WordPress Designer and Developer. Professional Blogger. SEO/ SEM Strategist. I help people rock out their sites like rockstars!
It's important to make sure when you get involved with another company to make sure what their terms are and have a definite copy of the project agreement to back up your end.
While a lot of these places may have their own account to conduct their work instead of a login plan for individual clients, you won't be able to get information from them unless it is in the project agreement. You can't make them do anything. This usually means that their method of working is flawed and there seems to be no drive to give stats to the client.
If they can't provide stats you may have to cut your losses if they refuse and decide to sabotage your business. If they do sabotage your site's listings that you paid for, and if you paid using a credit card, reverse the transaction and put a good case to your credit card company with proof the agreement and any other relevant information.
You can't be blackmailed by them, and you have a lot more power on your hands than you think. You can go to business service review sites and leave reviews. You can report them on scam sites too.
AND... If it really is worth your time, you can take them to small claims court if there are enough damages to discredit your business that you have to spend money to fix it.
This is definitely a tough call to make.
As for determining how many people you have converted, here are just few things to decide if you are: how many people have scheduled an appointment through the website? Are you asking new patients who called on who referred them to your business? Do you have an active newsletter and have you had new subscribers? Do you have any social network handles connected with your brand that you are engaging with new people?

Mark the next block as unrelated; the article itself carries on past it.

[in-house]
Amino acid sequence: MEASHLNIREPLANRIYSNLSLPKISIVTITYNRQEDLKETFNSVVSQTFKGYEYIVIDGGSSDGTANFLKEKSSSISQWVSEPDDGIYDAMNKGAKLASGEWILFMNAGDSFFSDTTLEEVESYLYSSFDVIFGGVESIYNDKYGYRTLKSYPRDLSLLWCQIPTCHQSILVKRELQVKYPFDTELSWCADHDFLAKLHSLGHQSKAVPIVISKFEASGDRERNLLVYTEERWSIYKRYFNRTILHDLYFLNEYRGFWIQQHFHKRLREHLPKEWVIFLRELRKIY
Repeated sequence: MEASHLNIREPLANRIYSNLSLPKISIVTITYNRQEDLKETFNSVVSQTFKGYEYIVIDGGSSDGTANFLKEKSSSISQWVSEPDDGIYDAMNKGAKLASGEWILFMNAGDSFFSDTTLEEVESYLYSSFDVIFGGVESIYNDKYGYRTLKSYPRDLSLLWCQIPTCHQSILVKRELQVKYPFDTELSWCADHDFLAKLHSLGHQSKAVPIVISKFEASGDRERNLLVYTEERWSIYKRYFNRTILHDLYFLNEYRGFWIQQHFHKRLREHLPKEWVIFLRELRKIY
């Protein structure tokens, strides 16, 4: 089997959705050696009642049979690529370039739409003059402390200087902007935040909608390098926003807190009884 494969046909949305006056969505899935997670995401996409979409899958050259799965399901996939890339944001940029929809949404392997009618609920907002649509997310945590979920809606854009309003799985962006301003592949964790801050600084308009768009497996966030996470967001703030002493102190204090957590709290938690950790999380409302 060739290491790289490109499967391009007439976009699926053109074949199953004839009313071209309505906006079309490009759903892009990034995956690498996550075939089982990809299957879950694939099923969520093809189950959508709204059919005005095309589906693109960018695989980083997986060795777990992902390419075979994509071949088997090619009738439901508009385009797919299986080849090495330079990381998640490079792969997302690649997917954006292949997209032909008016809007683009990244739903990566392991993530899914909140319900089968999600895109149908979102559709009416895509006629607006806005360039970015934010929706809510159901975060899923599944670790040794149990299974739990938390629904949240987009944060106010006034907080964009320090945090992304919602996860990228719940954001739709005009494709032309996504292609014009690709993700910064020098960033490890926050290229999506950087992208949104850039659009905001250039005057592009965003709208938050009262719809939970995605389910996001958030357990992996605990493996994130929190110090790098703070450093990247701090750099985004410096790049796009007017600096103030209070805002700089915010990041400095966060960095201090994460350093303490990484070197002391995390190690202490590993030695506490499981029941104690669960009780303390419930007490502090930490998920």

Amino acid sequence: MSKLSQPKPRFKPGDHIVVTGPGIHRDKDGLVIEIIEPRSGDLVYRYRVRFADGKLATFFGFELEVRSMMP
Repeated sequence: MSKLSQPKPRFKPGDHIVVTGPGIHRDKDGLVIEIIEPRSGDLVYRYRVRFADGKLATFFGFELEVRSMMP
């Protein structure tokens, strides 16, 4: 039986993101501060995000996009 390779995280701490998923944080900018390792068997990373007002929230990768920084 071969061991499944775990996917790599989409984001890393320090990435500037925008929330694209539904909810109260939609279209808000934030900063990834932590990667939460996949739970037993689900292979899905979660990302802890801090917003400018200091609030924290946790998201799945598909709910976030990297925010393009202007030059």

The biggest thing about filling any workshop or conference is to have a great connection with your community. If you don't already have a newsletter built for the event, you should.
You should be encouraging people to promote. One Facebook, on Twitter, etc. Spending and doing a careful targeted ad on Facebook even for just $20 helps.
Make sure to reach out to local businesses or Internet companies that are relevant to your event to see if you can get sponsorship for them. They are more than likely to tell their people about your event too.
Having a discounted coupon code is definitely nice to have.
Make sure your topics and speaker or speakers are interesting.
Approach bloggers relevant to your event's niche and let them know about the event. It might help even if they were closer to your venue, at within 150 miles of it.
Go to Meetup.com and look for local area groups, especially similar to your niche, join, and ask the organizers if it is cool to post your event. It would be courteous if you'd at least attend their events, which are normally free (minus gas to get there and possibly food cost.)
It seems a lot of the agreement is between the amount of work or length of time of the project to determine whether you should use a freelance designer or a full time designer.
The full time designer is a great choice, especially if you have many projects or one large ongoing project. This allows you to build a relationship with that designer and eventually you are on the same page, making your project more streamline.
In picking a full time, make sure they have a strong background and have a portfolio that contains examples of exactly what you are looking for.